This week the digital edition of AAM’s latest issue of Museum Magazine was published online. A letter to the editor from the Incluseum was included on page 6. Because not all our readers may receive the print copy or be able to access the digital copy, which requires AAM membership, we wanted to share our original letter here.
In 2014, Museum Magazine centered an issue on the theme of social justice. We, of course, applaud the occurrence of this discussion in these pages as we also believe museums can be intertwined with social justice objectives. We do, however, want to issue a caution that within this discussion lies the risk of espousing or projecting the idea that we (museums) have something special others lack and that, due to these special qualities, we are the chosen group to help those perceived to be without the means to help themselves. There are some clear problems with this line of thinking, sometimes referred to as “savior complex/mentality”. First, this assumes an exceptionalism that distances museums from other organizations or institutions trying to address social justice. Rather than distancing, museums can benefit from engaging with people and resources in other fields to build community around social justice. Second, this line of thinking obscures the fact that museums have many issues to deal with internally too. Sure, museums can be strong partners towards positive social change, but this ought to be accompanied by critical self-examination and internal institutional change. For this reason, we would like to see Museum Magazine “turn the social justice lens inward”, to quote Alyssa Greenberg. Issues that we would like to see discussed include, but are not limited to: (1) Structural institutional legacies, (2) Staffing, and (3) Language.
Under structural institutional legacies, which constitute the root of the injustices to be tackled, questions to be explored could include: How has your museum benefitted from white supremacy (dominance of white people in society)? Who were your founders? What money founded your institution? How was that money made? How was your collection assembled? How has your museum maintained practices over the years that reinforces service to some groups over others?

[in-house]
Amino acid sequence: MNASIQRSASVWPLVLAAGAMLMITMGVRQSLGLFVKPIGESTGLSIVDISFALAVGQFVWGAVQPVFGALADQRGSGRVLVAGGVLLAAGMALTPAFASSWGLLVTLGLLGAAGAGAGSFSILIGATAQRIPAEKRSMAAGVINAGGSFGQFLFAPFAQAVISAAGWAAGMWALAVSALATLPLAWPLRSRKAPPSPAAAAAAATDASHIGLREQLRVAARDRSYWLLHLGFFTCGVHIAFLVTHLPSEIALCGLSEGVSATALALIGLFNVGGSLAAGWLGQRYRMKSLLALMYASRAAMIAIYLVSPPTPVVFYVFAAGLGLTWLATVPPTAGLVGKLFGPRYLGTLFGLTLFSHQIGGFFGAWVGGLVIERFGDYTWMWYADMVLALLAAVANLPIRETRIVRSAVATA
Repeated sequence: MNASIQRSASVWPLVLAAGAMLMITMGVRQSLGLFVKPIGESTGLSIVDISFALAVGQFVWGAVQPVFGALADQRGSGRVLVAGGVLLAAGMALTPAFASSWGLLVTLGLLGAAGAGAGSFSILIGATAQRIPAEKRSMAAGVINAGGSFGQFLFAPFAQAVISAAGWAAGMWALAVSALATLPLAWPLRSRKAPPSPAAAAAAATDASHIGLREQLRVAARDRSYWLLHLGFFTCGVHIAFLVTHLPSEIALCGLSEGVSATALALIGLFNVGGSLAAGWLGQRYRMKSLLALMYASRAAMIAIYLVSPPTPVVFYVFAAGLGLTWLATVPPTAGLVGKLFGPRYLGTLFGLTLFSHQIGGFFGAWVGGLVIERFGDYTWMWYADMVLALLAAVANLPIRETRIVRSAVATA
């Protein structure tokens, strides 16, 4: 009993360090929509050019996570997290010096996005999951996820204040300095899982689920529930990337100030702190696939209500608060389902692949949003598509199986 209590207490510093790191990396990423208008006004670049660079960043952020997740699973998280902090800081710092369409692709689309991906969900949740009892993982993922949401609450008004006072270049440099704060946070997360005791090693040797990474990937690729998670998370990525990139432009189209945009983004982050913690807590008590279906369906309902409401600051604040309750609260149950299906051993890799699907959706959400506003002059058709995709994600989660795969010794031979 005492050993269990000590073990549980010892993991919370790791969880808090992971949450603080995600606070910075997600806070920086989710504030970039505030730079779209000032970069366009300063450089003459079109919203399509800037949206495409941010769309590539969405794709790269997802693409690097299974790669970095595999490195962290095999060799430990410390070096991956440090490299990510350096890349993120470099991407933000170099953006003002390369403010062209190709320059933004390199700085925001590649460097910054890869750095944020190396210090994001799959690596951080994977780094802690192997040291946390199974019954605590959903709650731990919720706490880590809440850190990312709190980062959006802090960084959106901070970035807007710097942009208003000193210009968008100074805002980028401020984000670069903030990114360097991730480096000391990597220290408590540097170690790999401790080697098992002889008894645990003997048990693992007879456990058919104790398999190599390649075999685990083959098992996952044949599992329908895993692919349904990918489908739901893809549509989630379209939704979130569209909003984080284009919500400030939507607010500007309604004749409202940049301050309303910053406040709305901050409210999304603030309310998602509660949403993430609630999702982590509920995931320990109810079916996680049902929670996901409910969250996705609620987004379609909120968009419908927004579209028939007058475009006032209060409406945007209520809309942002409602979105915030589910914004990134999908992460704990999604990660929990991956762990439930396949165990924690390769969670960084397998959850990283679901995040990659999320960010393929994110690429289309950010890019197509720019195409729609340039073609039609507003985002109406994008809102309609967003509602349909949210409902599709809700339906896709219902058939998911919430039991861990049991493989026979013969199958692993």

Under staffing, topics the magazine could explore include: Internal labor practices, such as the perpetuation of unpaid internships, and their impact; hiring practices that integrate museum goals to have a staff more representative of local communities and desired audiences (on that note, what ever happened with AAM’s Diversity and Inclusion policy?); and support for staff to understand their personal privilege and build habits of awareness about how this functions in their personal and work experiences.
Under language, the magazine could help support critical inquiry into concepts such as social justice, inclusion, diversity, access, equality, etc.; words that might be narrowly understood.
We love museums and are invested in seeing them become places that all people can equally choose to participate in. Many, including The Incluseum, a multivocal project to promote critical discourse and reflexivity on inclusion in museums, have been working at the margins of the sector to raise awareness and build community around the above three topics. We would like to see these points of internal injustices move towards the core of our field. Let’s turn that social justice lens inward to be better partners for social change!
Rose Paquet Kinsley and Aletheia Wittman, co-founders of The Incluseum.
A PDF of the letter can be viewed and downloaded here.
A link to read the digital copy, by using your AAM member login, can be viewed here.
Let’s keep this conversation going!